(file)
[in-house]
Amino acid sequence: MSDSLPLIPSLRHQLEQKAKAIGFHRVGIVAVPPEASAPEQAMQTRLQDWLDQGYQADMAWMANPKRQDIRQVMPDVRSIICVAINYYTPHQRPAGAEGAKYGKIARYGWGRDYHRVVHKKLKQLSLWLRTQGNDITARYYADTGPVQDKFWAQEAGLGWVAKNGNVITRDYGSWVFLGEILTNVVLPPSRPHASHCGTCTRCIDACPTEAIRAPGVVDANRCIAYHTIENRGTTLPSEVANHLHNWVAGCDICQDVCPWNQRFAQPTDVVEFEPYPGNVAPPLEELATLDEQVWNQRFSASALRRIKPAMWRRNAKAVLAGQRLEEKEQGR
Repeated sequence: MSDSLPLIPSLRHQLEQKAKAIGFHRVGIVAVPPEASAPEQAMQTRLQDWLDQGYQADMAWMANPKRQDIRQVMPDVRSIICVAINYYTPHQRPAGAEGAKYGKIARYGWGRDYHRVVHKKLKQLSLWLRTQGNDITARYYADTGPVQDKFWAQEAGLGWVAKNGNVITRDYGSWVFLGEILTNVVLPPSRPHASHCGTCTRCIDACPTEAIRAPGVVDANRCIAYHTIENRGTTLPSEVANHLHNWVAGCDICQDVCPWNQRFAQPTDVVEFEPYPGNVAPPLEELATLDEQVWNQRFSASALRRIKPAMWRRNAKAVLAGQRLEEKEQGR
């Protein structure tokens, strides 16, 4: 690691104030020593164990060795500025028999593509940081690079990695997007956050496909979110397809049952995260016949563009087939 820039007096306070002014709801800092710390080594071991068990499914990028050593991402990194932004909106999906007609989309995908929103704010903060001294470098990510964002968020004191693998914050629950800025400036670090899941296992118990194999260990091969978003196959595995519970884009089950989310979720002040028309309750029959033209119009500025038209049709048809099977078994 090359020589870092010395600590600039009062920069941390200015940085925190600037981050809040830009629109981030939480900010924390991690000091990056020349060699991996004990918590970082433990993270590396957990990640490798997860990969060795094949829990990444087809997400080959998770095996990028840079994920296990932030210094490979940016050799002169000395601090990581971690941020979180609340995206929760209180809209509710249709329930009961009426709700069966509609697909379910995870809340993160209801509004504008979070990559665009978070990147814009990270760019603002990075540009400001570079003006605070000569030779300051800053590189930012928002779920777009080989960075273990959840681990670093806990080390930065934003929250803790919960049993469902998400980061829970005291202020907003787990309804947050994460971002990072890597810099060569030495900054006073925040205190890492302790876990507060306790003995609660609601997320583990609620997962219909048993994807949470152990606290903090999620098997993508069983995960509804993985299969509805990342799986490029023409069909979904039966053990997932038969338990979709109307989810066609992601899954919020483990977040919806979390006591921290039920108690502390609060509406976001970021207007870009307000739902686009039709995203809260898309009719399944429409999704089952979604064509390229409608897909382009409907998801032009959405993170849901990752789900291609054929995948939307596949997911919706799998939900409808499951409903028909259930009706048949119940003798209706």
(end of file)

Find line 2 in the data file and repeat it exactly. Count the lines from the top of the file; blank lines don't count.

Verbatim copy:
Amino acid sequence: MSDSLPLIPSLRHQLEQKAKAIGFHRVGIVAVPPEASAPEQAMQTRLQDWLDQGYQADMAWMANPKRQDIRQVMPDVRSIICVAINYYTPHQRPAGAEGAKYGKIARYGWGRDYHRVVHKKLKQLSLWLRTQGNDITARYYADTGPVQDKFWAQEAGLGWVAKNGNVITRDYGSWVFLGEILTNVVLPPSRPHASHCGTCTRCIDACPTEAIRAPGVVDANRCIAYHTIENRGTTLPSEVANHLHNWVAGCDICQDVCPWNQRFAQPTDVVEFEPYPGNVAPPLEELATLDEQVWNQRFSASALRRIKPAMWRRNAKAVLAGQRLEEKEQGR